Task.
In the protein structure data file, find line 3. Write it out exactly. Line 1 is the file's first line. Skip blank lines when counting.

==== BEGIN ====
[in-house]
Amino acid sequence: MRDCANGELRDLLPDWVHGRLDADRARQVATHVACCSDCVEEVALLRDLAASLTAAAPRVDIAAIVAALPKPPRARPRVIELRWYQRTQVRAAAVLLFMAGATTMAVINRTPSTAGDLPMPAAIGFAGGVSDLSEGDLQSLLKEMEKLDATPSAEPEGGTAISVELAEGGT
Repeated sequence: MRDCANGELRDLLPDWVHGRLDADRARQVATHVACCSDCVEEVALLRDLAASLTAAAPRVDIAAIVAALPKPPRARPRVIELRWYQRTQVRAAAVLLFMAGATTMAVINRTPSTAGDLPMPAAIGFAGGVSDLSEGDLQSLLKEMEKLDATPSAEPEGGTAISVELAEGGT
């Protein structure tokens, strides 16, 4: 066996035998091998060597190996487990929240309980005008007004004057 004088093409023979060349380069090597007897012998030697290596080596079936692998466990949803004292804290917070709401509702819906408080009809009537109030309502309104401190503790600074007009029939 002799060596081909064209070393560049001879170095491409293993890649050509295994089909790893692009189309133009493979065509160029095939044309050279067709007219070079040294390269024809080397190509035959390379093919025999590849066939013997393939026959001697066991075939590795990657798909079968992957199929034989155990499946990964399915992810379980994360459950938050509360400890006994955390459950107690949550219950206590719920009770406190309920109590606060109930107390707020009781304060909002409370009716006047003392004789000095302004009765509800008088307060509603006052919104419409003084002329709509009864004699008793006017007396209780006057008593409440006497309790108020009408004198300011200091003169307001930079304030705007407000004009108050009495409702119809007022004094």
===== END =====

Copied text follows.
Repeated sequence: MRDCANGELRDLLPDWVHGRLDADRARQVATHVACCSDCVEEVALLRDLAASLTAAAPRVDIAAIVAALPKPPRARPRVIELRWYQRTQVRAAAVLLFMAGATTMAVINRTPSTAGDLPMPAAIGFAGGVSDLSEGDLQSLLKEMEKLDATPSAEPEGGTAISVELAEGGT